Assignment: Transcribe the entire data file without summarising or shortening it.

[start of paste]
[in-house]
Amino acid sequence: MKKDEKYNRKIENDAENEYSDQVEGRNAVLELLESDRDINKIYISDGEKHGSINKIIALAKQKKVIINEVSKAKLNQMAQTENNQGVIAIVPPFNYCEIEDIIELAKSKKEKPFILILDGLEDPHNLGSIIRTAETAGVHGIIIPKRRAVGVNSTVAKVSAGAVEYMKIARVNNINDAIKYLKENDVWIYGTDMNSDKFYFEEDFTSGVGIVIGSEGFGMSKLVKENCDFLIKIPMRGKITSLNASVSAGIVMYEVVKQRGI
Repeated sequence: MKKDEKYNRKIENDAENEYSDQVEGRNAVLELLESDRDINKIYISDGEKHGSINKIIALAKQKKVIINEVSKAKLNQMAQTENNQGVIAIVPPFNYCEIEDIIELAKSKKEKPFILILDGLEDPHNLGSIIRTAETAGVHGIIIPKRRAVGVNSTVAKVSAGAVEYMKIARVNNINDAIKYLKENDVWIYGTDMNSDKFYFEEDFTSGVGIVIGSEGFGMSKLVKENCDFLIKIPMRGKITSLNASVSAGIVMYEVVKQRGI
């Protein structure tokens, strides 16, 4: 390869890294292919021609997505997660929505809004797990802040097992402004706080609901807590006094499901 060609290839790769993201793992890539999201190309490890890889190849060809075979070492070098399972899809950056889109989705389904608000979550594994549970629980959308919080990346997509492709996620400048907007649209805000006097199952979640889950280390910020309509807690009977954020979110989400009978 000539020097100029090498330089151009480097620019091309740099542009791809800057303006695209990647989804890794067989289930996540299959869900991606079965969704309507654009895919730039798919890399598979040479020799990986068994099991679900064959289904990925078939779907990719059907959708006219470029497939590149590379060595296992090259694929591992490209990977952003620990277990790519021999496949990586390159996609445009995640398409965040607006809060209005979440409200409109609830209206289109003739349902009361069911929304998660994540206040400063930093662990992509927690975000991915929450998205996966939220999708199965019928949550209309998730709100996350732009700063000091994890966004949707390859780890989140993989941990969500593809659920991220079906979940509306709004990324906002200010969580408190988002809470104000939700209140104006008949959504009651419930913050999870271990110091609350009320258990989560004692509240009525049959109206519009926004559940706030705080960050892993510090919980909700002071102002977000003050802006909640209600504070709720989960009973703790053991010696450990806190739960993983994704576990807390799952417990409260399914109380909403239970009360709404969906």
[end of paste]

[in-house]
Amino acid sequence: MKKDEKYNRKIENDAENEYSDQVEGRNAVLELLESDRDINKIYISDGEKHGSINKIIALAKQKKVIINEVSKAKLNQMAQTENNQGVIAIVPPFNYCEIEDIIELAKSKKEKPFILILDGLEDPHNLGSIIRTAETAGVHGIIIPKRRAVGVNSTVAKVSAGAVEYMKIARVNNINDAIKYLKENDVWIYGTDMNSDKFYFEEDFTSGVGIVIGSEGFGMSKLVKENCDFLIKIPMRGKITSLNASVSAGIVMYEVVKQRGI
Repeated sequence: MKKDEKYNRKIENDAENEYSDQVEGRNAVLELLESDRDINKIYISDGEKHGSINKIIALAKQKKVIINEVSKAKLNQMAQTENNQGVIAIVPPFNYCEIEDIIELAKSKKEKPFILILDGLEDPHNLGSIIRTAETAGVHGIIIPKRRAVGVNSTVAKVSAGAVEYMKIARVNNINDAIKYLKENDVWIYGTDMNSDKFYFEEDFTSGVGIVIGSEGFGMSKLVKENCDFLIKIPMRGKITSLNASVSAGIVMYEVVKQRGI
């Protein structure tokens, strides 16, 4: 390869890294292919021609997505997660929505809004797990802040097992402004706080609901807590006094499901 060609290839790769993201793992890539999201190309490890890889190849060809075979070492070098399972899809950056889109989705389904608000979550594994549970629980959308919080990346997509492709996620400048907007649209805000006097199952979640889950280390910020309509807690009977954020979110989400009978 000539020097100029090498330089151009480097620019091309740099542009791809800057303006695209990647989804890794067989289930996540299959869900991606079965969704309507654009895919730039798919890399598979040479020799990986068994099991679900064959289904990925078939779907990719059907959708006219470029497939590149590379060595296992090259694929591992490209990977952003620990277990790519021999496949990586390159996609445009995640398409965040607006809060209005979440409200409109609830209206289109003739349902009361069911929304998660994540206040400063930093662990992509927690975000991915929450998205996966939220999708199965019928949550209309998730709100996350732009700063000091994890966004949707390859780890989140993989941990969500593809659920991220079906979940509306709004990324906002200010969580408190988002809470104000939700209140104006008949959504009651419930913050999870271990110091609350009320258990989560004692509240009525049959109206519009926004559940706030705080960050892993510090919980909700002071102002977000003050802006909640209600504070709720989960009973703790053991010696450990806190739960993983994704576990807390799952417990409260399914109380909403239970009360709404969906």